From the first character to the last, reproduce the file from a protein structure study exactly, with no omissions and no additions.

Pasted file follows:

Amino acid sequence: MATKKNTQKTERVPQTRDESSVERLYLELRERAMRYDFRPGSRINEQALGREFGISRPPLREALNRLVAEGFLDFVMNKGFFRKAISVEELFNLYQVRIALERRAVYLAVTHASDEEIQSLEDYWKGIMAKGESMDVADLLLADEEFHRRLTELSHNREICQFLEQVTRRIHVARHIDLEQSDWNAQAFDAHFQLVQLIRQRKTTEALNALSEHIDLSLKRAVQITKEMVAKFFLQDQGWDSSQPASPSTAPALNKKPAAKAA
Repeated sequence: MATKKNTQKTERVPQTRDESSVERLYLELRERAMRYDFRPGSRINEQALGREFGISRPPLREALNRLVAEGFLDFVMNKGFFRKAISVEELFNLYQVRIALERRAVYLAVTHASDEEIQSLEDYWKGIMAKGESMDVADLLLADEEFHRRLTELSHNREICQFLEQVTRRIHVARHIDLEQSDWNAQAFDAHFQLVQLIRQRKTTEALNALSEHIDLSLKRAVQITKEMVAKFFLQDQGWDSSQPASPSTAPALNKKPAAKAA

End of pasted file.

Amino acid sequence: MATKKNTQKTERVPQTRDESSVERLYLELRERAMRYDFRPGSRINEQALGREFGISRPPLREALNRLVAEGFLDFVMNKGFFRKAISVEELFNLYQVRIALERRAVYLAVTHASDEEIQSLEDYWKGIMAKGESMDVADLLLADEEFHRRLTELSHNREICQFLEQVTRRIHVARHIDLEQSDWNAQAFDAHFQLVQLIRQRKTTEALNALSEHIDLSLKRAVQITKEMVAKFFLQDQGWDSSQPASPSTAPALNKKPAAKAA
Repeated sequence: MATKKNTQKTERVPQTRDESSVERLYLELRERAMRYDFRPGSRINEQALGREFGISRPPLREALNRLVAEGFLDFVMNKGFFRKAISVEELFNLYQVRIALERRAVYLAVTHASDEEIQSLEDYWKGIMAKGESMDVADLLLADEEFHRRLTELSHNREICQFLEQVTRRIHVARHIDLEQSDWNAQAFDAHFQLVQLIRQRKTTEALNALSEHIDLSLKRAVQITKEMVAKFFLQDQGWDSSQPASPSTAPALNKKPAAKAA